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      The thermochemical waste-heat recuperation is one for perspective way of increasing the energy efficiency of the fuel-consuming equipment. In this paper, the thermochemical waste-heat recuperation (TCR) by combined steam-dry propane reforming is described. To understand the influence of technological parameter such as temperature and composition of inlet gas mixture on TCR efficiency, thermodynamic equilibrium analysis of combined steam-dry propane reforming was investigated by Gibbs free energy minimization method upon a wide range of temperature (600–1200K) and different feed compositions at atmospheric pressure. The carbon and methane formation was also calculated and shown. From a thermodynamic perspective, the TCR can be used for increasing energy efficiency at temperatures above 950K because in this range the maximum conversion rate is reached (from 1.22 to 1.30 for the different feed composition). Approximately 10mol of synthesis gas can be generated per mole of propane at the temperatures greater than 1000K. Furthermore, the propane conversion rate and yield of hydrogen are increased with the addition of extra steam to the feed stock. Also, undesirable carbon formation can be eliminated by adding steam to the feed. The thermodynamic equilibrium analysis was accomplished by IVTANTHERMO which is a process simulator for thermodynamic modeling of complex chemically reacting systems and several results were checked by Aspen-HYSYS.

    • A compact skeletal mechanism of propane towards applications from NTC-affected ignition predictions to CFD-modeled diffusion flames: Comparisons with experiments

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      The study aims at proposing a skeletal mechanism of propane oxidation that describes low-temperature combustion and predicts major hydrocarbon product formation in nonpremixed flames. Utilizing a combination of a sensitivity analysis and path flux analysis, we refine and minimize a recently proposed detailed mechanism of UC San Diego (Prince et al., 2017) without empirical adjustments of rate constants for elementary reactions. The skeletal mechanism with 33 species and 122 reactions improves accuracy for autoignition calculations in the negative temperature coefficient region and its size is commensurate to numerical grids used in solutions of computational fluid dynamics with detailed kinetics. For the first time, the previously measured temperature, major products and non-fuel hydrocarbons in diffusion flames of propane associated with counterflow and coflow configurations are, respectively, verified by means of 1-D kinetic modeling and 2-D computational fluid dynamics. A comprehensive analysis of decomposition pathways connected with preserved and removed reactions provides a clear foundation for mechanism developers to build mechanisms of other alkane fuel oxidation. The rate of production analysis interprets how the experimentally measured propene and 1-butene are formed earlier than acetylene and propyne in the coflow flame. Moreover, the present skeletal mechanism, compared with published detailed mechanisms, features a significant reduction in computational cost.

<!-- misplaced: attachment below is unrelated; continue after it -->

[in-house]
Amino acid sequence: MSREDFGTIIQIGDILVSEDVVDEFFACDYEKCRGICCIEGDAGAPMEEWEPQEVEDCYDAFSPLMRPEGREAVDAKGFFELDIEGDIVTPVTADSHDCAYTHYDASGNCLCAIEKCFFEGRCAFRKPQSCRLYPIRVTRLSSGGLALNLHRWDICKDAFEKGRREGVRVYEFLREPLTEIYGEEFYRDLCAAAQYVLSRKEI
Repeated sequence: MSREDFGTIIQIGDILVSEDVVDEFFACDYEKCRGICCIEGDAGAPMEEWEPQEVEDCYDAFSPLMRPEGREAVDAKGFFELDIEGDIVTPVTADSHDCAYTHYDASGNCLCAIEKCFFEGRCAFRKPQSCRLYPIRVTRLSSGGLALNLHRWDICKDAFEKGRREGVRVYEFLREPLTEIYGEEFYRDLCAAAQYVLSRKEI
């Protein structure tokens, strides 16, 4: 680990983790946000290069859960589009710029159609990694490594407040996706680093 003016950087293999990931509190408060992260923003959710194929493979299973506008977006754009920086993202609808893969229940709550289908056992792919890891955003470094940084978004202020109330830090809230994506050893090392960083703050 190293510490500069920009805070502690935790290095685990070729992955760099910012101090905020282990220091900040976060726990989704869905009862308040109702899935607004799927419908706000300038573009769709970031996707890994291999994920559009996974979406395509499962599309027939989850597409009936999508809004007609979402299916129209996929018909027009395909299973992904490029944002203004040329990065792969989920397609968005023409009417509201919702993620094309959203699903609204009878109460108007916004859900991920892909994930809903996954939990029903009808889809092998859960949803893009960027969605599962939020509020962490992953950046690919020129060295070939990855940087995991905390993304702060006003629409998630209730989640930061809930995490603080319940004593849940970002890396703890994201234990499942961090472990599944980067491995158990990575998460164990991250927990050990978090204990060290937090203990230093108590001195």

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      This combustion is complex and is not yet fully characterized [21]. Propane (C3H8) has very similar combustion characteristics to JP-8 and has been used to simulate the combustion of aviation fuel [22,23]. The chemical byproducts of propane combustion, such as free radicals, are similar to those found in JP-8 combustion.

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    View full text

    Copyright © 1984 Published by Elsevier Inc.